Tuesday, January 4, 2011

Back on track for 2011

A belated happy New Year to everyone!  Despite the fact we got back on New Year's eve from our 9-day holiday trip, and theoretically had plenty of time to work both in my studio, or write up a post reflecting back on 2010 and outlining goals for 2011, it just didn't happen.   Instead, because of the sporadic and limited time I had internet access during our trip, I simply slummed it around the house and caught up on blogging and other reading.

I actually did finally start working on a new piece - a large pastel of the local area - for a specific project, and it ended up being a dud right out of the blocks, and after spending one evening and part of yesterday morning on it, I decided to put it aside.  I'll probably toss it, but perhaps if I look at it later with a fresher attitude, I'll have the energy to rework and perhaps salvage it.   The other productive thing I managed to do yesterday was to finally construct a drying/storage rack for my paintings; I'll post pictures and a description of the tools and materials I used in another post.

I've given some thought to the direction I'd like to go with my art, as well as the blog, this year.  I will keep working in oils, definitely, and I'd like to work on some still lifes, which will be a good way to work from life when it's too cold to paint outside.   I also had another idea for a series of small paintings, based on a subject that is near and dear to my heart:  my beloved cat.  I also want, or need, actually, to dedicate more time to drawing.  Despite what some artists will say, I absolutely believe that good paintings come from good draftsmanship.  One can get away with limited drawing skills when painting landscapes, but there is little room for error when doing still lifes, and essentially none when doing portraiture.  And, finally, I'd like to resume playing with clay again; I've had ideas bouncing around in my head for both bas-relief pieces and some full sculptures.  I know myself well enough not to commit 100% to any of these, thus these are not "resolutions", but more of a mental "to-do" list.

I keep editing the layout of my blog, both adding, removing and changing elements there.  I'm sure I'll continue to do so, all to make it more streamlined and adding new links as I come across them.  As a primarily "self-taught" artist, I spend a great deal of time reading.  This includes instructional and technique-oriented books and articles, as well as those profiling specific artists.  As I always enjoy reading such information that other bloggers share, I will probably start incorporating more of these sources of information and inspiration in some blog posts.   I hope readers will get something out of the shared information as well.  I'm currently reading a book on Sargent from our library, so that will perhaps be my first discussion topic.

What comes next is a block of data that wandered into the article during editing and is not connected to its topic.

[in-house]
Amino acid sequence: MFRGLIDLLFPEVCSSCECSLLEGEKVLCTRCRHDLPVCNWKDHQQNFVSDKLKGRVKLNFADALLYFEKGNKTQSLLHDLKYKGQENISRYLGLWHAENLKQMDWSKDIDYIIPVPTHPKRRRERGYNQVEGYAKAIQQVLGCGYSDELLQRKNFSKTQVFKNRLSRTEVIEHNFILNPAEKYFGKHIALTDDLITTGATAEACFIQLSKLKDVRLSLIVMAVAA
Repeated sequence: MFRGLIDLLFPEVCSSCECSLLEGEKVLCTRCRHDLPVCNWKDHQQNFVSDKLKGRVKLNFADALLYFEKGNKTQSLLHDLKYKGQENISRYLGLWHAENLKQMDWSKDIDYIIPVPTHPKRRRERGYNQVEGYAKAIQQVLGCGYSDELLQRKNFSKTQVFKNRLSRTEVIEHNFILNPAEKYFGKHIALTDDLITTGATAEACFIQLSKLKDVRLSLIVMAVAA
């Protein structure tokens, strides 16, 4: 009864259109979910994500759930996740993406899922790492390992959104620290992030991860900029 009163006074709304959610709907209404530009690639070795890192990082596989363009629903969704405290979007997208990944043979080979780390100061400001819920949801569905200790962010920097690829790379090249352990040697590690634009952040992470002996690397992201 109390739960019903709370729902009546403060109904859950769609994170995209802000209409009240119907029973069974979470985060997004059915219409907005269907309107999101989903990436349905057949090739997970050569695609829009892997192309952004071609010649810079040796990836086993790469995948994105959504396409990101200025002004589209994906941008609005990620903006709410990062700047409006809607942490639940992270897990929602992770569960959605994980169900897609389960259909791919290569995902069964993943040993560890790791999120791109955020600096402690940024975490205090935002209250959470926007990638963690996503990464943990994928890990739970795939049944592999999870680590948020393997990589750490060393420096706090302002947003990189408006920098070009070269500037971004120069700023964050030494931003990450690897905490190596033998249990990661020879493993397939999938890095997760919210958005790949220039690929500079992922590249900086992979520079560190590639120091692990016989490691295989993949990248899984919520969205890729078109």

In the meantime, I finally sat down and painted in earnest today, going back to some of the 9x12 panels I prepared.  I'm not sure how many more in this Southwest Sky series I'll do, but I'm probably over half done.  I was drawn to the reference photo for this because of the sweeping gesture of the center cloud - its drama contrasts with that of the land, which like much of the region along Hwy 491, has a wide-spanning and grass-covered foreground with distal plateaus and mesas.  I really don't tire of this landscape.  Due to poor weather, we took the same route down during our Christmas trip, and I enjoyed seeing the locations of the paintings I've done thus far, and with a new perspective.

Towards the Heavens
9x12 - oil on board

As is usually the case, I always see things I could change when I look at the photo:  a few awkward shapes in the clouds, primarily.  The color correction is a bit off in this; it's a tad too green, and the colors within the clouds aren't as apparent as they are in the actual painting.  I'm still confounded by working alla prima and trying to keep those sky/cloud edges from becoming messy.  

Another experiment here was replacing ultramarine blue with phthalo blue.  One of the stores we went into while in Bisbee had some Van Gogh paint 1/2 off, including a tube each of cobalt and phthalo blues, and I ask you:  who could resist buying art supplies on clearance?  Not me, and I bought them both!  This brand is quite chromatic, a strong tinter, and very much leans towards turquoise, but I loved it.   It will be part of my permanent palette for sure.  I used a limited palette here of the phthalo, yellow ochre, Indian red and purple lake.

I am hoping that this now fires up my energy in the studio to resume daily paintings, and a productive year.  

And, here are two photos from yesterday afternoon.  Temperatures have just recently warmed to above freezing for the day, so the 1' of snow that fell last week is slow to melt.

Altocumulus over Smelter Mtn. and Perins Pk.

Smelter with winter tree silhouette


  1. The limited palette work (here and above) seems to be working out great!
    You are brave to use pthalo. It takes over when I try to use it.
    I'm super curious to see some of your equestrian sculpture work--want to post some pics here for people (incl. me) to see?
    I love the bottom photo.

  2. Thanks, Jala :). The palette at least seems to be effective for producing the colors i'm wanting to in these pieces. No need for any cadmiums!

    The pthalo is probably the most intense tinting color I've worked with, so I see how it could take over; I can only keep it under control by graying it down with the rest of the colors. But, I couldn't match those equally intense and turquoise-y skies I was wanting with UB mixtures.

    I'll dig around and find some photos of the mixed media bas-relief pieces I did. They are small (~4"), and I only did 3. Some are on my website, which needs a complete overhaul one of these days.


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